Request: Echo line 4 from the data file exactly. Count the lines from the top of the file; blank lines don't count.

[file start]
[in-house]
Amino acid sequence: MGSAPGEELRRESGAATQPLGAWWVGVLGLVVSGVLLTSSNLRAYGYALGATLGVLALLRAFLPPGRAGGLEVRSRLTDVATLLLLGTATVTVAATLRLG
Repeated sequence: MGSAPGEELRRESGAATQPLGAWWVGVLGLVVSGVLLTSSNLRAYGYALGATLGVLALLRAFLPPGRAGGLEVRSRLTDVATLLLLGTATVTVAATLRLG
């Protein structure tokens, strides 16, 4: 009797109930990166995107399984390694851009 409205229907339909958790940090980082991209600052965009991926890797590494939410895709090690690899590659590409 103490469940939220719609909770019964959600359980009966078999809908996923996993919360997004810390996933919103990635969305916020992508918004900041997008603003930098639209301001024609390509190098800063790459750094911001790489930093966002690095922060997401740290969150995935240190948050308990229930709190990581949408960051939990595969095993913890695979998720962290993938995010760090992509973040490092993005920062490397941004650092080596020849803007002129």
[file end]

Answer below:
């Protein structure tokens, strides 16, 4: 009797109930990166995107399984390694851009 409205229907339909958790940090980082991209600052965009991926890797590494939410895709090690690899590659590409 103490469940939220719609909770019964959600359980009966078999809908996923996993919360997004810390996933919103990635969305916020992508918004900041997008603003930098639209301001024609390509190098800063790459750094911001790489930093966002690095922060997401740290969150995935240190948050308990229930709190990581949408960051939990595969095993913890695979998720962290993938995010760090992509973040490092993005920062490397941004650092080596020849803007002129």